Remember the United States Football League? It lasted just three seasons, from 1983 to 1985, and to some its memory is a punchline. But Jim Bailey, a 21-year veteran of NFL management, wants to bring it back.
Bailey was executive vice president of the Cleveland Browns for 17 years, then held the same title with the Baltimore Ravens for four years until 2000. For the next decade he did what a lot of former sports executives do: ran his own consultancy. But in 2013 his San Diego group EndZone Management acquired the rights to the USFL for an undisclosed sum. The plan? To bring it back not as a competitor to the NFL but as a feeder league. The NFL does not have a separate developmental league; Bailey wants the USFL to become that.
He’s recruited a number of former NFL executives and players for the USFL’s management board: former NFL general counsel Jay Moyer; former Tennessee Titans president Jeff Diamond; former New Orleans Saints GM Jim Miller; and Hall of Fame wide receiver Paul Warfield, among others. But the group faces a steep climb.
First, there’s the checkered history: many remember the USFL for its association with Donald Trump, who purchased the New Jersey Generals for a reported $9 million (Trump has said he only paid $5 million), spent big to recruit big-name stars like Doug Flutie, and then led a group of owners in taking the NFL to court. (It did not go well.) “We’re going to have a league that’s going to be just as valuable as the NFL, or we’re going to have a merger,” Trump said at the time. But in 1985, the league shut down. This time, Bailey says, no Trump, no billionaire owners; the league will own all the teams.
Second, there’s the money. Bailey and his board aim to raise $5 million in order to cover initial marketing costs and raise more money. The amount looks small, but they’ve been unable to get it. Bailey remains optimistic: “We think there’s plenty of appetite for football in the spring.” He spoke to Fortune about the USFL’s future. What follows is an edited transcript.
Fortune: Do you think people remember the USFL, and if so, how do they remember it?
Jim Bailey: Oh, people do remember it. People seem to have a fond memory of it, more so than I would have envisioned. My view of the USFL is as a rival that was costing us a lot. That said, everything that they were, we are not going to be. We are strictly a developmental league. We’re going to work with guys who have been in NFL camps that didn’t make it, that need more time to mature or to learn the pro system. The pros don’t have time to nurture guys. So that’s our focus.
The first person that comes to mind would be someone like Michael Sam, who got a lot of press but ended up on a practice squad, and then got cut.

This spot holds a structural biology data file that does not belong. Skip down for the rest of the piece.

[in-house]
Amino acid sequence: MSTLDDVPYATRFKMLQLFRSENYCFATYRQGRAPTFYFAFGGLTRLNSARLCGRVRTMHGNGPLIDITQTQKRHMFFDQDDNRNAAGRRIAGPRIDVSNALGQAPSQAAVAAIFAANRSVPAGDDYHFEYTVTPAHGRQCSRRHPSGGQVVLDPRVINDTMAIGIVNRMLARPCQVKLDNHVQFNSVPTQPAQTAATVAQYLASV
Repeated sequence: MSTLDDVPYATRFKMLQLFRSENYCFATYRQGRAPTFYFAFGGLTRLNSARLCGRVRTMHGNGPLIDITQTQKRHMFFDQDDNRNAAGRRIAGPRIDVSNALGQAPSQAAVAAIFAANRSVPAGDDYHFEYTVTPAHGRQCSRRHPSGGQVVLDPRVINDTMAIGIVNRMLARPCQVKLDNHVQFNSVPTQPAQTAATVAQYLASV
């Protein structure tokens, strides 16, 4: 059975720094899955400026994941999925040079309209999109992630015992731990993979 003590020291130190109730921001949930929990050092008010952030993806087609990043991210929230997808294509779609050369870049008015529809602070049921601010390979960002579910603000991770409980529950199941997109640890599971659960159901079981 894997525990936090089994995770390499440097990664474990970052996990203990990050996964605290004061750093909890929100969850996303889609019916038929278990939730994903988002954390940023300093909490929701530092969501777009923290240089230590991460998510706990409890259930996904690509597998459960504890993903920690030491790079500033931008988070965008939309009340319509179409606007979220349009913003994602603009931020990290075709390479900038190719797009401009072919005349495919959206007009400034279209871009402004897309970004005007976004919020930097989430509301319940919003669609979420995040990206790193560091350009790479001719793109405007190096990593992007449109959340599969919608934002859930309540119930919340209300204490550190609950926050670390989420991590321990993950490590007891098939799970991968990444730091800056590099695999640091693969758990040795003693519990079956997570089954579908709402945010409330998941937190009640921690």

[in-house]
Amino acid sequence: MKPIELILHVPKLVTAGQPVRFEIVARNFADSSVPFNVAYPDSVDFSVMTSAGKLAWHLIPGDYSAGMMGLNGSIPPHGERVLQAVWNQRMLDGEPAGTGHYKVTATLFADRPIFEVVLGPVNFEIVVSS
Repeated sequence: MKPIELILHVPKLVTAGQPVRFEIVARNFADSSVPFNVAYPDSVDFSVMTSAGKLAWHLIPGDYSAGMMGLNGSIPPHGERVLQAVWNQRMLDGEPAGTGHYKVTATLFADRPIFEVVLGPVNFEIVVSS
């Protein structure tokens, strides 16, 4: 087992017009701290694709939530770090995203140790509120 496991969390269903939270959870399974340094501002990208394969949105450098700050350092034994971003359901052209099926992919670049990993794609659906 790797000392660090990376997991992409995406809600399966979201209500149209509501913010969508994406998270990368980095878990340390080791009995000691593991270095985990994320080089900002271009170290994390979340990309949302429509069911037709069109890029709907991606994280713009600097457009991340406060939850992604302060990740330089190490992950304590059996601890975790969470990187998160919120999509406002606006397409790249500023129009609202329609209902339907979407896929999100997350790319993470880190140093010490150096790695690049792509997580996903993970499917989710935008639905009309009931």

Right. That would be someone with a little more notoriety. But a lot of the guys will be guys in NFL training camp who you don’t see a lot of in the preseason, who are known for their college careers. Offensive linemen don’t get a lot of press. But there are a lot of good players out there every year, who, you hear the coaches and scouts say, “I think this guy can play but we don’t have the time to develop him.” So I think the need for a developmental league is there.
How will your USFL operate differently from the one in the 1980s?
The league will own the teams and employ the players and the coaches. And the main thing we’re going to do that others didn’t do is make sure we’re more than fully capitalized before we kick off. The USFL, they spent way more than they could afford to spend. We’re being very realistic and conservative in our financial projections, and making sure we have enough money to sustain us regardless of what happens. We know there will be surprises.
Many people blame Donald Trump for the league’s demise the first time. Do you see it that way?
I think what doomed the old USFL is the same thing that has plagued several other efforts: they outspent their resources. In Trump’s case, he did that quite deliberately, planning to achieve parity with the NFL via their antitrust case. Although Trump has become the poster child for this, he had several other USFL owners in his corner. Individual team owners, like Mr. Trump, tend to become competitive and overspend to get the best talent. We want to make sure our league lives within its means.
You make it sound as though financing is the big hurdle—and once you’re financed, you’re off to the races. What about obtaining players? Won’t that be difficult?
We’re getting calls now every day from prospective players. So I don’t think that’s going to be difficult. We will first hire coaches—and we hope it’s a developmental league for coaches as well, we hope for young guys looking to refine their craft and move up. And we’ll rely on them to do a lot of the scouting for us. And we hope it’ll be a training ground for referees as well. So I think there’s going to be plenty of players. If they meet the eligibility requirements, which will be the same as the NFL, we’ll sign them and allocate them to a team.
I think there are about 3,000 players that go to training camp per year. [Author’s note: It’s exactly 2,880, since each of the 32 teams is capped at 90 men for training camp.] And 2,000 of those guys end up staying with the team in some form. [Author’s note: 1,696.] That’s a thousand guys a year that were good enough to go to camp that are now out of football. And those are the guys we’ll be looking for.